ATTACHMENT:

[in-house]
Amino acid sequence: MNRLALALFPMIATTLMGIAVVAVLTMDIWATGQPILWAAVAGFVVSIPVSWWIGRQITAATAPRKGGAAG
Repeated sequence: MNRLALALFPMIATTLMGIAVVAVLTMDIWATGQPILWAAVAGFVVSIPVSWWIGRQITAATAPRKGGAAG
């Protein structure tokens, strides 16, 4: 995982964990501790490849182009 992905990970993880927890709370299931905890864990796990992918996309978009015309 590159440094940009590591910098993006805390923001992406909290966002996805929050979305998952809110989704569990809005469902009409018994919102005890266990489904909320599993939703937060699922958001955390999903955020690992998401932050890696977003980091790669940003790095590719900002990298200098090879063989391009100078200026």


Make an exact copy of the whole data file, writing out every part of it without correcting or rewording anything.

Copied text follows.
[in-house]
Amino acid sequence: MNRLALALFPMIATTLMGIAVVAVLTMDIWATGQPILWAAVAGFVVSIPVSWWIGRQITAATAPRKGGAAG
Repeated sequence: MNRLALALFPMIATTLMGIAVVAVLTMDIWATGQPILWAAVAGFVVSIPVSWWIGRQITAATAPRKGGAAG
């Protein structure tokens, strides 16, 4: 995982964990501790490849182009 992905990970993880927890709370299931905890864990796990992918996309978009015309 590159440094940009590591910098993006805390923001992406909290966002996805929050979305998952809110989704569990809005469902009409018994919102005890266990489904909320599993939703937060699922958001955390999903955020690992998401932050890696977003980091790669940003790095590719900002990298200098090879063989391009100078200026």